What are some ways that you encourage true collaboration with students? How do you build positive culture and climate in your room?

Saturday, July 25, 2015

Tech up your Syllabus and Teambuilding

Sobbing teacher memes are popping up like raindrops on water while school supplies barricade the front of every store. It must be THAT time. THAT which shall not be named. I try really, really, really (no, like REALLY) hard to ignore the start of school. School lets out at the end of May, and before June even peeks its head out, family and friends ask me the one question I attempt to artfully evade: when do you go back to school?

Some readers will already know that my response is usually along the lines of "sometime in August." It's nearing the end of July, and I've received district and building back-to-school letters. I've been thinking about school--cleaning/moving classrooms, reading professional development texts, building my PLN on Twitter, designing lesson plans in my  head, reflecting on past practices--all summer long. Now is where the fun starts!

The beginning of the year brings bubbling excitement, nerves on fire, and, admittedly, a little bit of depression for summer days gone by. It also brings pressure for me to hunker down and organize: syllabus, classroom blog, welcome letter, and climate building activities.

My syllabus is where I want to lay everything out for my students. It tells both students and their families how my classroom is run, including how they will be graded, what specific rules they must follow, and other routines. I choose to put my syllabus into a handy Google Form so students can follow along as we review the syllabus in class, and then they can go home, access the form with their parents, fill it out, and submit it. Doing this puts all of my students' information (including their email addresses) and their parents' information (again, including their email addresses) into one Google Sheet so that I can access it later. Then, when I go to send out a parent welcome email, voila! All their emails, right there. Copy the column with email addresses, and it's done. It's like magic!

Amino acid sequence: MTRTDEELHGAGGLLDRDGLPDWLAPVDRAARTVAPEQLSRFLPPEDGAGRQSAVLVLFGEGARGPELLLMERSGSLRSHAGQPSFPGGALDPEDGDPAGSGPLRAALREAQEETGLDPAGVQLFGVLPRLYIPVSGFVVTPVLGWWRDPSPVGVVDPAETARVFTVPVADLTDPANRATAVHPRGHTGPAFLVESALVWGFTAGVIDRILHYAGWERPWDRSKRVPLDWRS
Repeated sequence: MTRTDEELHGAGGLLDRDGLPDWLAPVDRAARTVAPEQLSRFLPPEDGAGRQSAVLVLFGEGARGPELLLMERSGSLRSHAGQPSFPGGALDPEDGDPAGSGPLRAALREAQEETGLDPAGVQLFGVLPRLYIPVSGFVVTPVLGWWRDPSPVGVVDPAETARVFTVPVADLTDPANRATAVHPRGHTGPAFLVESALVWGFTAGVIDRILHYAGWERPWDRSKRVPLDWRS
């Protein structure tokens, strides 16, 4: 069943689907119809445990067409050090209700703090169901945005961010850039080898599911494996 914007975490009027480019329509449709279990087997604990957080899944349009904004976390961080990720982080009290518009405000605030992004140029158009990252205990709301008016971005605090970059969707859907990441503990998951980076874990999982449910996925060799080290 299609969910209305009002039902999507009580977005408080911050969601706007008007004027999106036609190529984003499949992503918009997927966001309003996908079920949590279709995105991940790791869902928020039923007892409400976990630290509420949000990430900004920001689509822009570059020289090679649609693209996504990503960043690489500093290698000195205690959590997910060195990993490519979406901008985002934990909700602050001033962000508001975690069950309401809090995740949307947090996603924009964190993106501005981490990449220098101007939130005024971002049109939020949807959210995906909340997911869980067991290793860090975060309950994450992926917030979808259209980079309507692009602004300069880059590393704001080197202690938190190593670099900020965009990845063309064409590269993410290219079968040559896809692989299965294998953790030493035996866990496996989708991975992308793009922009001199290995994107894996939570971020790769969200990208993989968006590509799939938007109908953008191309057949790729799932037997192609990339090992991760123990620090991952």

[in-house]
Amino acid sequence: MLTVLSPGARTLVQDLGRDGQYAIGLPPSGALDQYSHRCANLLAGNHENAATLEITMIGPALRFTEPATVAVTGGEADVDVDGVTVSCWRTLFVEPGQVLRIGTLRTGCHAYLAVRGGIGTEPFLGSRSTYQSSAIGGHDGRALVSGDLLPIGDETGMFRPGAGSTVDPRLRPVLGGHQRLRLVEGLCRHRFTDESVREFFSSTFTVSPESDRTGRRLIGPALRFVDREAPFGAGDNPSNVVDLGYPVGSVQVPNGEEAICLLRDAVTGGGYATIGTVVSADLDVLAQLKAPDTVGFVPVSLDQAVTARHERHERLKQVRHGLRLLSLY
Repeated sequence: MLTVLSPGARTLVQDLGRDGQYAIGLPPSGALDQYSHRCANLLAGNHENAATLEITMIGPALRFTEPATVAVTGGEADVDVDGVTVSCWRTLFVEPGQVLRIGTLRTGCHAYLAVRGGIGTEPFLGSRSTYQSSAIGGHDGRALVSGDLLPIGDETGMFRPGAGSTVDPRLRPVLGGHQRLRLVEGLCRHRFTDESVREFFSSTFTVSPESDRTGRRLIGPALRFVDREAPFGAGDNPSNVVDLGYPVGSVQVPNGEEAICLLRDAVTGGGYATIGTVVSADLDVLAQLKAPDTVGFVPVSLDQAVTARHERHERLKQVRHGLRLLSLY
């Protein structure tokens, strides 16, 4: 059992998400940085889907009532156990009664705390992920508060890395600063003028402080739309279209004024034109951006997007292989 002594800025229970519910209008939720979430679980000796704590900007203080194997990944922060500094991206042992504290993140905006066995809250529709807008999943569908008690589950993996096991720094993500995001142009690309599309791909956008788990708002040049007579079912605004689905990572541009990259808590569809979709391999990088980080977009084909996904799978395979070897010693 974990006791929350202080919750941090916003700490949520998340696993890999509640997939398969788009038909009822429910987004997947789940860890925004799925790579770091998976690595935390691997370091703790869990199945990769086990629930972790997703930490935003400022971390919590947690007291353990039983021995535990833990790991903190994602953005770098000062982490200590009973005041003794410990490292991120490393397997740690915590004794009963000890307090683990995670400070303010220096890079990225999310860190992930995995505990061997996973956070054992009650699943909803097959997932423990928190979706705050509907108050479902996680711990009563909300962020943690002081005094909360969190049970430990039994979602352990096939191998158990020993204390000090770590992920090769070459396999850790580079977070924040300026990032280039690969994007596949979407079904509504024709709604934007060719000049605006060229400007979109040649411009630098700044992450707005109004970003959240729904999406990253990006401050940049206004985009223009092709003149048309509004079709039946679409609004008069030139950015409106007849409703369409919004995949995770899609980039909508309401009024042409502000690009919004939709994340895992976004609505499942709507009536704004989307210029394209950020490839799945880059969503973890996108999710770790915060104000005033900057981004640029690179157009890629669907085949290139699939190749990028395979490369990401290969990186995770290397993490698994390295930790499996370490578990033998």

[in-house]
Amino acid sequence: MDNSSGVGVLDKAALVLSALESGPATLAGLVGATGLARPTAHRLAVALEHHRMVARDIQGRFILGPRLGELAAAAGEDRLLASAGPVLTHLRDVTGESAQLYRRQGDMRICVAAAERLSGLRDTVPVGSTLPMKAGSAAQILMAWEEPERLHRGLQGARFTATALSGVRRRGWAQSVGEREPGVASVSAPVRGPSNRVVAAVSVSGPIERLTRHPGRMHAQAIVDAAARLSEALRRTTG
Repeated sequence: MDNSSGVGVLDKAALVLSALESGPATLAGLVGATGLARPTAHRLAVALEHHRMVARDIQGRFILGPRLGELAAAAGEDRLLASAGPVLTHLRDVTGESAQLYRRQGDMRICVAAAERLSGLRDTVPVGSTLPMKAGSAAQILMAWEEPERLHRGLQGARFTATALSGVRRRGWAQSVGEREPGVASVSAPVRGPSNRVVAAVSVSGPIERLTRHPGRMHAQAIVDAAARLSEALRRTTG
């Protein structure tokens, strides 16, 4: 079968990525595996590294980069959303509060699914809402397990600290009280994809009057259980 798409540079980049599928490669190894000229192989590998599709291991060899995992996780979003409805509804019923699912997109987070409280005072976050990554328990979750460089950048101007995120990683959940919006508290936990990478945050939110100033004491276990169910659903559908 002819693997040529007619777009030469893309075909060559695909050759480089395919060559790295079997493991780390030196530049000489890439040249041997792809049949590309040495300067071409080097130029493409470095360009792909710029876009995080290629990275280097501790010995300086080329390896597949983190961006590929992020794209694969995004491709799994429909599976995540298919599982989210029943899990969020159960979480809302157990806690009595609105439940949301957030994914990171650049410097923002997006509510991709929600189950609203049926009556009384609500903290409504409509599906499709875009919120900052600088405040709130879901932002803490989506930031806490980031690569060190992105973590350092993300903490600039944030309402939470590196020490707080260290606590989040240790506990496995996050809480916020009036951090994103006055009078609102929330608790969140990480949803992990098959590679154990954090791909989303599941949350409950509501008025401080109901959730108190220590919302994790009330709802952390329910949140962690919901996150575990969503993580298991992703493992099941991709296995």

Here's a link to the form I use. PLEASE do me a solid. Don't edit this form. If you'd like to, ahem, steal it, go to "file" and then "make a copy" so that others can enjoy the original form, as well.

Here's another tip. When you make a copy, immediately click on the folder icon and place the copy where you'd like it to go in your Drive account. Likewise, click on "view responses" and do the same for your spreadsheet. Otherwise, your new handy syllabus may float in Google oblivion for infinity.

Here's a look at the spreadsheet. Just don't forget to change the location or you might lose it later. 

Having set up my syllabus in Google Forms for both semesters last year, I find it the easiest and most efficient way to collect information. Of course,  a bonus to having my syllabus as e-copies is having an empty drawer where I used to store 150 copies of this baby. Of course, now that drawer is filled with k-cups. Happiness!

Note: I struggled with whether or not I wanted to go to an electronic "signed" form. How do I know that parents are the ones who are filling it out and not students? I finally became content with the idea when a coworker said, "well, how do we know that their parents are the ones filling out the actual paper ones?" Good point. Whether hard copy or e-copy, we don't 100% know that these forms are being filled out by a student's guardian. If a parent returns later and says they never saw the syllabus and never filled out the form, that is a conversation the parent should have with his/her student about honesty.